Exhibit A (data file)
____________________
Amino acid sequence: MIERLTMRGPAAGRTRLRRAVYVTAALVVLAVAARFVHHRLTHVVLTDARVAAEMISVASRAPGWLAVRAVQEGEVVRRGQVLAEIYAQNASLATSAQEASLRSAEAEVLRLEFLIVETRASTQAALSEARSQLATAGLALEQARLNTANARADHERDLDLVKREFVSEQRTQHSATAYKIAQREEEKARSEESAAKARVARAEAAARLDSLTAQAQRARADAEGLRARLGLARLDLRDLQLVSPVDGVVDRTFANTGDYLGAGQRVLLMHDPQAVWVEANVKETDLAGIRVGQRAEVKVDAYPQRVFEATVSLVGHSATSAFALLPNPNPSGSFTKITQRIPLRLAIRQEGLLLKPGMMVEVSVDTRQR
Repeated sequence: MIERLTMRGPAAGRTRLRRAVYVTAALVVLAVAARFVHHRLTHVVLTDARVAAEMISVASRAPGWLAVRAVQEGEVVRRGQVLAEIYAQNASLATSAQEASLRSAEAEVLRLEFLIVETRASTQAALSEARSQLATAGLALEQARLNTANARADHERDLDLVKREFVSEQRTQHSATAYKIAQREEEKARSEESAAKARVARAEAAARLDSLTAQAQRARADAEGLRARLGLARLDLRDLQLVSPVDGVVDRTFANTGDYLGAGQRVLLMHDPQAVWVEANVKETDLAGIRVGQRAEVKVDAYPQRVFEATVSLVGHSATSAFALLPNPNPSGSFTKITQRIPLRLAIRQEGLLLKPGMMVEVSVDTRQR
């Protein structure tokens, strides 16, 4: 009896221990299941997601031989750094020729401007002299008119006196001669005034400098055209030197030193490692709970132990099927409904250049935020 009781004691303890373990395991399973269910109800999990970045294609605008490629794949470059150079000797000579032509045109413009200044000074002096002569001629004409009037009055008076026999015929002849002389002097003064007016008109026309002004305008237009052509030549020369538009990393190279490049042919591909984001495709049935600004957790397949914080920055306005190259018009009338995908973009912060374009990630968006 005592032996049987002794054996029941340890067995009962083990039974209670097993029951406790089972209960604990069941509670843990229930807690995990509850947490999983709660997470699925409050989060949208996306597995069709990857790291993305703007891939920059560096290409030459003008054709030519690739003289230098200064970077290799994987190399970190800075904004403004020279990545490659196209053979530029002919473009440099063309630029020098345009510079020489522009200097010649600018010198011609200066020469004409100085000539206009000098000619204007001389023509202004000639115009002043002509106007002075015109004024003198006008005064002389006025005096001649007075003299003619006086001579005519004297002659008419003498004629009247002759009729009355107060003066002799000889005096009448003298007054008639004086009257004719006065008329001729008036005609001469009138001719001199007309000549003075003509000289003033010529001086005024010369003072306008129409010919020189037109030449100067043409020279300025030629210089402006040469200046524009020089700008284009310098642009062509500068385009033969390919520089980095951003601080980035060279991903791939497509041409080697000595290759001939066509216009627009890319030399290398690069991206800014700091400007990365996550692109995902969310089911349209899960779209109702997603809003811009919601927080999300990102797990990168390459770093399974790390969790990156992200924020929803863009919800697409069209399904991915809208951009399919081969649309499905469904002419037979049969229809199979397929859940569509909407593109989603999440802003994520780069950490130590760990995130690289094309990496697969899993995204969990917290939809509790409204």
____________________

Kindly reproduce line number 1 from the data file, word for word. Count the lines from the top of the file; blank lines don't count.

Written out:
Amino acid sequence: MIERLTMRGPAAGRTRLRRAVYVTAALVVLAVAARFVHHRLTHVVLTDARVAAEMISVASRAPGWLAVRAVQEGEVVRRGQVLAEIYAQNASLATSAQEASLRSAEAEVLRLEFLIVETRASTQAALSEARSQLATAGLALEQARLNTANARADHERDLDLVKREFVSEQRTQHSATAYKIAQREEEKARSEESAAKARVARAEAAARLDSLTAQAQRARADAEGLRARLGLARLDLRDLQLVSPVDGVVDRTFANTGDYLGAGQRVLLMHDPQAVWVEANVKETDLAGIRVGQRAEVKVDAYPQRVFEATVSLVGHSATSAFALLPNPNPSGSFTKITQRIPLRLAIRQEGLLLKPGMMVEVSVDTRQR